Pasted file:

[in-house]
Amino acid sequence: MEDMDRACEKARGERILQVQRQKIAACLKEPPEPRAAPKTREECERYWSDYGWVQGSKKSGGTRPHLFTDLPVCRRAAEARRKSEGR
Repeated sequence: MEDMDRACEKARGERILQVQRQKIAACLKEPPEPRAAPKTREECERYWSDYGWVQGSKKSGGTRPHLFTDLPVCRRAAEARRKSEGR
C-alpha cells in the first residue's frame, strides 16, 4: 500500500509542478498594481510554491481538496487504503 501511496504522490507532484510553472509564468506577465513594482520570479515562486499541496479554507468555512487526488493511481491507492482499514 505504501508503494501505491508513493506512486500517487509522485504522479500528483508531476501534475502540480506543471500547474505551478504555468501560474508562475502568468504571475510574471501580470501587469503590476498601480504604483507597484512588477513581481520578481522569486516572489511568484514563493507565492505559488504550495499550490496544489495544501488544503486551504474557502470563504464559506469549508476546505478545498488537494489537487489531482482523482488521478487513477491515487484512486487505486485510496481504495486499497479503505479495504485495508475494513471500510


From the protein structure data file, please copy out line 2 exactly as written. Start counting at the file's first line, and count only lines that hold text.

Amino acid sequence: MEDMDRACEKARGERILQVQRQKIAACLKEPPEPRAAPKTREECERYWSDYGWVQGSKKSGGTRPHLFTDLPVCRRAAEARRKSEGR